A recent report published for the Association of Psychological Science evidences that virtual reality can help patients suffering from neck pain misinterpret how far their neck is turned; which can change the pain levels experienced by those suffering from chronic neck pain.
Pain is not only triggered by physiological sources, but emotional, cognitive, and sensory cues as well. These factors all play a part in how and when we feel pain. This new research indicates that by altering the brain’s visual cues; we can control the pain messages sent to the brain.
We experience pain through danger and non-danger signals
Findings show that the brain does not necessarily need to receive danger cues from a particular body part in order to cause pain in that specific body part. Other sensory cues can also play a part in producing feelings of pain.
Scientists at the University of South Australia are generating research results that suggest ways of developing various pain treatments by separating the danger messages from the non-danger messages, which are associated with movements that may be triggering chronic pain symptoms.
How the Oculus Rift is changing what we know about pain
The study involved 24 subjects who suffered from chronic neck pain for an average of eleven years from a multitude of issues including posture, repetitious strain, tension, scoliosis, and trauma. The participants were tasked with sitting in a chair while wearing the newest virtual reality headgear, called Oculus Rift. Virtual indoor and outdoor scenes were displayed to each subject and they were asked to move their head to the left and to the right until they experienced pain.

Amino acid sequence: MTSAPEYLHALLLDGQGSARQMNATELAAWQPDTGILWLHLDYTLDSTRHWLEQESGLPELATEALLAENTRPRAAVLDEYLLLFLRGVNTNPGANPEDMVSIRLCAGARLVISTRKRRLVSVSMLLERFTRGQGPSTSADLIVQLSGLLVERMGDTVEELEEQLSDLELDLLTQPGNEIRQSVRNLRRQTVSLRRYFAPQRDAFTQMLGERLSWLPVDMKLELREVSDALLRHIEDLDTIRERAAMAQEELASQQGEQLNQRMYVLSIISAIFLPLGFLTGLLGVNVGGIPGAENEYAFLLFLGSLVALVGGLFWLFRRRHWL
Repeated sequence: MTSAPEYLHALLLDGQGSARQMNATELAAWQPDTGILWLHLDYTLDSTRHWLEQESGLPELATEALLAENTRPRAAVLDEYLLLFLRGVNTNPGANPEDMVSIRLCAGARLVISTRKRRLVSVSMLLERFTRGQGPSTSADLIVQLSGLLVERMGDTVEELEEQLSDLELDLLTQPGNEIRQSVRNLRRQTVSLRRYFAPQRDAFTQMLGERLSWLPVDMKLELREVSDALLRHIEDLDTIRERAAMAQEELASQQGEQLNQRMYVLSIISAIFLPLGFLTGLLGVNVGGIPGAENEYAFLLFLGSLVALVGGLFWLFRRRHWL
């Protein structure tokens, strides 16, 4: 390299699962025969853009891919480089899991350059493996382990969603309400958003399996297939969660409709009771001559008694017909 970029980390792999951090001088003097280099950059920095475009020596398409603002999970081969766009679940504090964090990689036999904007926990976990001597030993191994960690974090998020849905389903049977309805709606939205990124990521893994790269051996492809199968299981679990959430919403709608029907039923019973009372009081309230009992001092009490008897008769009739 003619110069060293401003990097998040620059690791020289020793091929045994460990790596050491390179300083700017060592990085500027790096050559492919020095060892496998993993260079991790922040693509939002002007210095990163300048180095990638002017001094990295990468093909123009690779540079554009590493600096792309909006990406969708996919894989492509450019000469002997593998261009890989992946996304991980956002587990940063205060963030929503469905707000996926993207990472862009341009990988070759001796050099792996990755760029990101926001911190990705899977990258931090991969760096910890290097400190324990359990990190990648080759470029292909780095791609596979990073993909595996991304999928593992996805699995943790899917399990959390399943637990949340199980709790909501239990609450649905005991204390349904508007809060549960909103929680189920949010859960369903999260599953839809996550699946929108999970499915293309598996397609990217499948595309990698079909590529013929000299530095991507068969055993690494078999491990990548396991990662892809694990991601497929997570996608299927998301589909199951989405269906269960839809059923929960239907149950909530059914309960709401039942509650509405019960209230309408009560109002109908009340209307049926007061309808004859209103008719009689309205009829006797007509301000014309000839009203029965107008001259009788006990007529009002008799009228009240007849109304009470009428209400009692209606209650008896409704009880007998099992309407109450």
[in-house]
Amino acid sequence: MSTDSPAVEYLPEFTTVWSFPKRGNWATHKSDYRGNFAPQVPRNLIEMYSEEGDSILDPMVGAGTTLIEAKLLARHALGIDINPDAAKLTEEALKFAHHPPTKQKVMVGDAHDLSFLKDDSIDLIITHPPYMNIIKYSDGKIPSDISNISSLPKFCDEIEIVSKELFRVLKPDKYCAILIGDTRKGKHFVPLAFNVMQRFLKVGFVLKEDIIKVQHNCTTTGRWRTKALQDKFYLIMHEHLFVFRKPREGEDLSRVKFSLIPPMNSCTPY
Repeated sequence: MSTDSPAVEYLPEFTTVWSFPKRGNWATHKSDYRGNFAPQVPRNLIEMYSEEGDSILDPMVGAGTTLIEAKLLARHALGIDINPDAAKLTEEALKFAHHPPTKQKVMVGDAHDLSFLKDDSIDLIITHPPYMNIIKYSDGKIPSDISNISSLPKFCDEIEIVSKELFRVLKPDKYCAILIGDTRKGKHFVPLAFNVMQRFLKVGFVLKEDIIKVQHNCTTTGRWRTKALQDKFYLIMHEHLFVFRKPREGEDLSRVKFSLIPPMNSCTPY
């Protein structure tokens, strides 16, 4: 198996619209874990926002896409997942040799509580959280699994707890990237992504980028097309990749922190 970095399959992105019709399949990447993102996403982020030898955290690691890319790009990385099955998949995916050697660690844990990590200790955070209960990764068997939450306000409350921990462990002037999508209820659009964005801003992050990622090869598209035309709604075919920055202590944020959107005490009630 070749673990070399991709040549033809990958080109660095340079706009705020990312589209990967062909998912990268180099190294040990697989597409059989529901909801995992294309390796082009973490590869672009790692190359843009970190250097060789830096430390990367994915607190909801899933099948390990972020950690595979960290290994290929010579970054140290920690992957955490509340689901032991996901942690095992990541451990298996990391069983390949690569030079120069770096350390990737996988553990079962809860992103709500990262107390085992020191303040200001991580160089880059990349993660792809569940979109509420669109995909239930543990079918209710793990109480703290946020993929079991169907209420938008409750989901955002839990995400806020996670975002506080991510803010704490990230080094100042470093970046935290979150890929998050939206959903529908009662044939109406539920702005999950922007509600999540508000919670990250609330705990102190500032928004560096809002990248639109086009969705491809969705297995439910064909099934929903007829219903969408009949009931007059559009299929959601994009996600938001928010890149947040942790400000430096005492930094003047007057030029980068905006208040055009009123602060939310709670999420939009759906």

The devices measured their head movements with gyroscopes, sometimes the headset’s point of view accurately reflected the neck motion of the subject but other times it was exaggerated or lessened therefore not accurately corresponding to how far their heads were turned in reality. In some cases the angle indicated that their heads were turned far less than they actually were and in others that their heads were rotated much further.
We can be tricked into when we feel pain
The results displayed that the brain’s visual feedback plays an important role in signalling when the subject’s felt pain. When their neck rotation was understated visually, the subjects felt less pain; allowing them to turn their heads up to 6% further than they normally would normally be able to do so without feeling pain. When their neck rotation was overstated visually, their range of motion without pain shrank by 7%.
These devices are showing us that external cues are important in determining the levels of pain that we feel, and the physical points at which we feel them. These non-danger signalling cues could provide scientists with increasingly novel targets for pain therapy.